“I hear the frustration of Ontario families that the government … did not make those tests available in an equitable way to education workers, to students, to families, to communities, when they should have, and we are now in a situation where we just do not have that capacity.”

Stiles added the province is now in a position where the government is realizing it can’t keep up, and as result, “they’re not going to bother requiring the reporting.

“What that means for families and for education workers, and anybody associated with schools, is that we don’t really know what’s going on,” she explained. “It also means … it may look like cases are not increasing at the rate they are.

“And what people want to see is transparency and accountability, they want that reporting,” Stiles said. “They deserve to know, and it’s actually in what we’ve been told throughout this entire pandemic is how important that is.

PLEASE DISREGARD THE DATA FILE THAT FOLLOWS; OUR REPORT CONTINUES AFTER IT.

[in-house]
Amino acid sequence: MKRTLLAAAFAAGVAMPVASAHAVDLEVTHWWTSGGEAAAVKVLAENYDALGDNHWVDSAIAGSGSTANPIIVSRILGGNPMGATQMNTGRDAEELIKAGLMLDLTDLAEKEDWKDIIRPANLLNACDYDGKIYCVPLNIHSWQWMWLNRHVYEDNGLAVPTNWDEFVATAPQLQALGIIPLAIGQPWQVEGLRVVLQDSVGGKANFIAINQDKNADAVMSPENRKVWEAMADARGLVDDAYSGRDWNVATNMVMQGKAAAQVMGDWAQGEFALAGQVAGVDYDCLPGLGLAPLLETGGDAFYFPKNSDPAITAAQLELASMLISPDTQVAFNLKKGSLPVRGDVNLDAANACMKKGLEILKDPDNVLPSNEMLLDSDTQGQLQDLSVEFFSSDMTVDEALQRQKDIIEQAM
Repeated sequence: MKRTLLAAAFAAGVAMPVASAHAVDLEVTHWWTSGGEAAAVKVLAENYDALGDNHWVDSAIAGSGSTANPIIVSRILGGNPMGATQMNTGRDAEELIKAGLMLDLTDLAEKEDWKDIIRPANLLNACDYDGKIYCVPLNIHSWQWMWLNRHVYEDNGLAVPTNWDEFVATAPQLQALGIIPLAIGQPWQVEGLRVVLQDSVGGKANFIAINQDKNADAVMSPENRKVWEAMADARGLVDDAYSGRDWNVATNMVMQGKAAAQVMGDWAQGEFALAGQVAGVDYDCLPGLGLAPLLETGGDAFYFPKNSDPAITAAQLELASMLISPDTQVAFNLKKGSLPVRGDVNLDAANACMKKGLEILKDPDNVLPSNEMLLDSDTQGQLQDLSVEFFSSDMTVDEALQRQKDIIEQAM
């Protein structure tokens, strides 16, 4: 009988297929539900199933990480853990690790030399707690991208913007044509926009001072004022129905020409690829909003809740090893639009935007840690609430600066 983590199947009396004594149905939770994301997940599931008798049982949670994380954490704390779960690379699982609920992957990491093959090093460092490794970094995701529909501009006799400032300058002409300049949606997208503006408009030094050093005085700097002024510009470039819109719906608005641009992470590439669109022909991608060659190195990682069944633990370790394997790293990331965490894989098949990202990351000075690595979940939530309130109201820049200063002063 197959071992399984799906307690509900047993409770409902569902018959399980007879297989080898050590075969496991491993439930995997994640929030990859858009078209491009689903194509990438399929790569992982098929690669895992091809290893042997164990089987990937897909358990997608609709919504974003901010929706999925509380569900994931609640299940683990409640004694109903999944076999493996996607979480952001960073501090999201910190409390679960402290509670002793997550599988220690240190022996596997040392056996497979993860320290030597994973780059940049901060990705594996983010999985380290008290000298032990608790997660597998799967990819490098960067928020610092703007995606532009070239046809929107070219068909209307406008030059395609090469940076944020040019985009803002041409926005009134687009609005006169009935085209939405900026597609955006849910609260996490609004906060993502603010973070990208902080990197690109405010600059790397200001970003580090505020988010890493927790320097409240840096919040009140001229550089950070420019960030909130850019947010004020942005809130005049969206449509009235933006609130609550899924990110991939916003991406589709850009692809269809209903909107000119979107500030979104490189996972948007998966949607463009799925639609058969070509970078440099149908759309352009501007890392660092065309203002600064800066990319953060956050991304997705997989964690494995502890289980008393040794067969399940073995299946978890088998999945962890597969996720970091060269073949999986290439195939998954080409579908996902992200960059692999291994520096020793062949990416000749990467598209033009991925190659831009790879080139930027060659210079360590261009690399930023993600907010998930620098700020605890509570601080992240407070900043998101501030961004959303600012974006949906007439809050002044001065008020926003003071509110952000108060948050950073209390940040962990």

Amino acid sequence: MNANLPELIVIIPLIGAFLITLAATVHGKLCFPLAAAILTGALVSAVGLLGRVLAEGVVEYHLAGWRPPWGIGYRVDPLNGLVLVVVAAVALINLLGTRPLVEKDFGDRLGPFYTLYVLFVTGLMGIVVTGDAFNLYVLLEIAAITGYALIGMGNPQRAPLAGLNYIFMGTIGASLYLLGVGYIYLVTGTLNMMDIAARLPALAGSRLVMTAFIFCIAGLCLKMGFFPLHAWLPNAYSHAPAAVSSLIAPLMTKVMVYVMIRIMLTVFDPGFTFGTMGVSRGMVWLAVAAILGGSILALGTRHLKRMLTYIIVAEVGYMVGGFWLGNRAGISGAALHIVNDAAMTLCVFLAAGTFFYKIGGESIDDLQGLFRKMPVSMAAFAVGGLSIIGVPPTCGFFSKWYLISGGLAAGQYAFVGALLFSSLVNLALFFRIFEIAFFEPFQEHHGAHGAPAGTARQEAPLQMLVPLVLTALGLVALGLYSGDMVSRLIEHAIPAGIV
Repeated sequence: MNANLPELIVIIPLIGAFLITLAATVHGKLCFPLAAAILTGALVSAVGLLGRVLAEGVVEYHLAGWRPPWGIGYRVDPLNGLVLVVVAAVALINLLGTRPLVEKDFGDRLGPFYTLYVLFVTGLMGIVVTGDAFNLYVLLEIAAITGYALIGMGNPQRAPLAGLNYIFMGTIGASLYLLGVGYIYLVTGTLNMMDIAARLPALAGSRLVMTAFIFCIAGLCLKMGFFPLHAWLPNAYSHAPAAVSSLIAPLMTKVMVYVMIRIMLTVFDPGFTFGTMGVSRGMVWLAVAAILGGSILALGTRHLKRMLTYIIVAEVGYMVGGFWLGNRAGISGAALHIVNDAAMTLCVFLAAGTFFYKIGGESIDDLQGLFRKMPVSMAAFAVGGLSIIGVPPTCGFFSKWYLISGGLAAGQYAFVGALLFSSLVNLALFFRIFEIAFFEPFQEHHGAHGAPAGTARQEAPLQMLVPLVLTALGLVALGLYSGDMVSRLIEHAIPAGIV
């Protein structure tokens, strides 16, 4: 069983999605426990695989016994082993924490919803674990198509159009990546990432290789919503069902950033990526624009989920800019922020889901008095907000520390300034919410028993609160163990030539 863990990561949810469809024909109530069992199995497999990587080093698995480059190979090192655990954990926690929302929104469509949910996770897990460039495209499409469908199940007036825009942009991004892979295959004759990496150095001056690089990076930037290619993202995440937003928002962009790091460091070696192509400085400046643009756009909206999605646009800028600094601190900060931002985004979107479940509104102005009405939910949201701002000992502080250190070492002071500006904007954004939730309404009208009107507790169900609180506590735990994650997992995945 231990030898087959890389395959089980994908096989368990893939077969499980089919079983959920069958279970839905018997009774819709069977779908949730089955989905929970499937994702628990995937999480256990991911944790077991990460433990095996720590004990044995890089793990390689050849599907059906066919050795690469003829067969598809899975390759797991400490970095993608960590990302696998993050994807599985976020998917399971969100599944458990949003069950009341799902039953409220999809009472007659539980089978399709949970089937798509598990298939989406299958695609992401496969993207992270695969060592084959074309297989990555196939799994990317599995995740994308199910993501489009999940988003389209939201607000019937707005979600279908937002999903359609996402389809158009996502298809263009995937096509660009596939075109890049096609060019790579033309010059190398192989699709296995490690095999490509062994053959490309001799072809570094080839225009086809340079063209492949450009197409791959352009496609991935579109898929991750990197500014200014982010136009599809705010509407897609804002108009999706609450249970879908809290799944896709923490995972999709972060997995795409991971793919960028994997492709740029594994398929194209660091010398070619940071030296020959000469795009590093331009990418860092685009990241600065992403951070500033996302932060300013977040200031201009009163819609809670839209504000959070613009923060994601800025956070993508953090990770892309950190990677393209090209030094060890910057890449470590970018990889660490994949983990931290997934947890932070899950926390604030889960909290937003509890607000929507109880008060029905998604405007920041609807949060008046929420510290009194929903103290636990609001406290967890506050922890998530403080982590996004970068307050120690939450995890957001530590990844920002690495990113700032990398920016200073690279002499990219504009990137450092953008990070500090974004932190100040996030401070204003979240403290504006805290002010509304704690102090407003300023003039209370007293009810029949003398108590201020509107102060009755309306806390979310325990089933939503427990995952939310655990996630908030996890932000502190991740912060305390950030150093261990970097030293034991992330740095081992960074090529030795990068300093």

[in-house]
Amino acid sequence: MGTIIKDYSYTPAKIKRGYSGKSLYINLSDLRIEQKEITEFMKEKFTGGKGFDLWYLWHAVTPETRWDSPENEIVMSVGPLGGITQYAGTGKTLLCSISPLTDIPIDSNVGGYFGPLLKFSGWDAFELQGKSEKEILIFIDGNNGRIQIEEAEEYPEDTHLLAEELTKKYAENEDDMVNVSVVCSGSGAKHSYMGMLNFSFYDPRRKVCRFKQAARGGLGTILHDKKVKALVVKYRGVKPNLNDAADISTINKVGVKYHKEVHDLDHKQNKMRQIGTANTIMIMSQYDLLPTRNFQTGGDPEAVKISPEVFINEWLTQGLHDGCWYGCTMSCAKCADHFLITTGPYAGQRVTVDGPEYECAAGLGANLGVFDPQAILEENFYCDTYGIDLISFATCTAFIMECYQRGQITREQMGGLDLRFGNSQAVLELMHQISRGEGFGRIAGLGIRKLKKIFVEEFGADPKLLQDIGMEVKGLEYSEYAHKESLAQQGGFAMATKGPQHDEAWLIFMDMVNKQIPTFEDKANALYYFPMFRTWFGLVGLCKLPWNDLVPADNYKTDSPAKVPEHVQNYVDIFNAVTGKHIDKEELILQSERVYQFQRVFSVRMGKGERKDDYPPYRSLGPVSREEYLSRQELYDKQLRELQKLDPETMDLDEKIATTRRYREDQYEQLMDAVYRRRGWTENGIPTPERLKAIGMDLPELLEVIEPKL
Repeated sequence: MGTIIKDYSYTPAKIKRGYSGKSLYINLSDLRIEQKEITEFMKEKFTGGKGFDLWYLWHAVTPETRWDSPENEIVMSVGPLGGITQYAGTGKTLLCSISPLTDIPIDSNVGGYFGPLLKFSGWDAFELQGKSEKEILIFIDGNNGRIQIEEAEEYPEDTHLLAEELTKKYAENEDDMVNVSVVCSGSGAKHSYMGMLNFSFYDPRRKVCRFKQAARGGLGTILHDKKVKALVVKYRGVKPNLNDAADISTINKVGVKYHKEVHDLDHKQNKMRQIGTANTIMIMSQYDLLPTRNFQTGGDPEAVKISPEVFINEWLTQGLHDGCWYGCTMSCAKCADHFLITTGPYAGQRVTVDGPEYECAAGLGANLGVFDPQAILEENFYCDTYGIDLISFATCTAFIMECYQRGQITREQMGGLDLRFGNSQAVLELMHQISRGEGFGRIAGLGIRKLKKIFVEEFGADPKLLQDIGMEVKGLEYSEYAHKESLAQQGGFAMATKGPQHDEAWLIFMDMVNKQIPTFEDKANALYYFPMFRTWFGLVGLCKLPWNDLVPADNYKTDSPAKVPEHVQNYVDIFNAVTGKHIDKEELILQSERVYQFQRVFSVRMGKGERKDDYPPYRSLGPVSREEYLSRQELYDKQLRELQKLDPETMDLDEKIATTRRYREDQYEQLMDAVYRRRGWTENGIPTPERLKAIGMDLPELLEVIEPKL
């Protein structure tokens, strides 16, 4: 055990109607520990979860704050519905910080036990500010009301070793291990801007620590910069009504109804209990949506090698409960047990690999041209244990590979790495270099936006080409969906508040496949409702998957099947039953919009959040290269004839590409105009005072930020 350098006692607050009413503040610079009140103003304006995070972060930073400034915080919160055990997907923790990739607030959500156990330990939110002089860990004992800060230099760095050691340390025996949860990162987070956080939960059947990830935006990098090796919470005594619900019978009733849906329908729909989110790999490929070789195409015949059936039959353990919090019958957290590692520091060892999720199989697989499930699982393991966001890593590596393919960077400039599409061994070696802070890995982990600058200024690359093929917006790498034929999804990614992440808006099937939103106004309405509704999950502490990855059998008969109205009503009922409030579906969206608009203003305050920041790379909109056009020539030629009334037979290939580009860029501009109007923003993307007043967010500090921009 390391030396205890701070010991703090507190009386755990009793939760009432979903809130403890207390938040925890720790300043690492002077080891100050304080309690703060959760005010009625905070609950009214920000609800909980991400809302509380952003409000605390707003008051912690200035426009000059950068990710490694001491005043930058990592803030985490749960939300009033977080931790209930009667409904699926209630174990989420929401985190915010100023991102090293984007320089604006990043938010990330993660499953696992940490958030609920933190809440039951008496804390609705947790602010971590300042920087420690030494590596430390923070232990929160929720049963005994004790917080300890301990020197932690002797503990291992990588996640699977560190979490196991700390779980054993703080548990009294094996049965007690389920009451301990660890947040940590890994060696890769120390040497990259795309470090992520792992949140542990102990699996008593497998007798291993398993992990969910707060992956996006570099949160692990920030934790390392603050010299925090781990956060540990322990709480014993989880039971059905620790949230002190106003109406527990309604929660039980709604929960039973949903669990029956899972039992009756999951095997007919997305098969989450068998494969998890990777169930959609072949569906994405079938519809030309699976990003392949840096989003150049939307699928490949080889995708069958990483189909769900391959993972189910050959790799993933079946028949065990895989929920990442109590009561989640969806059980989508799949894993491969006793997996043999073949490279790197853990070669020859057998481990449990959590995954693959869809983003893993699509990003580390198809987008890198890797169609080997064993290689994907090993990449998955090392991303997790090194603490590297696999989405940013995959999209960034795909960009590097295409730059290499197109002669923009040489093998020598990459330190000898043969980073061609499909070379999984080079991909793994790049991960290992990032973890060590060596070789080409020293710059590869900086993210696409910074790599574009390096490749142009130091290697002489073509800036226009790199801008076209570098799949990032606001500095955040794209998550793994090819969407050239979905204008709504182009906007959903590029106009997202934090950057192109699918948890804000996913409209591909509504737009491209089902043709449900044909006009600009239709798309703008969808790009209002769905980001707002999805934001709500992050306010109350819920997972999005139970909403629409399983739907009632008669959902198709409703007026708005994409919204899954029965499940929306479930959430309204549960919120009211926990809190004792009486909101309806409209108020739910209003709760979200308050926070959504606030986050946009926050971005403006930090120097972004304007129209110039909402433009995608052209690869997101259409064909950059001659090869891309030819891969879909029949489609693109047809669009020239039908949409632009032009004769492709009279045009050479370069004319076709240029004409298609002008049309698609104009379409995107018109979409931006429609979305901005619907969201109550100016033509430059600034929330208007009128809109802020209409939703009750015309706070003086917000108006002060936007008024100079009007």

“So the fact that that’s suddenly changing with no explanation from the government is very concerning.”

Stiles pointed out the government’s rationale for shutting down schools for the two-week period was because schools are considered a key spreader. 

“I think for that very reason people are going to want to know, especially if schools are going to reopen, we’re going to want to know how bad it is,” she said.

If schools are going to return to in-person learning, the province needs to give families the tools to be able to make informed choices about whether to send their child to school, Stiles stressed. 

“And so again, if we’re going to get schools back, and we’re going to get them operational again, and we’re going to make it viable, we need to have that information,” she reiterated. 

“There’s a lot of systemic issues here, things that this government [did], where they made mistakes throughout this pandemic that you’re now living with the consequences of.”

With files from Jordan Snobelen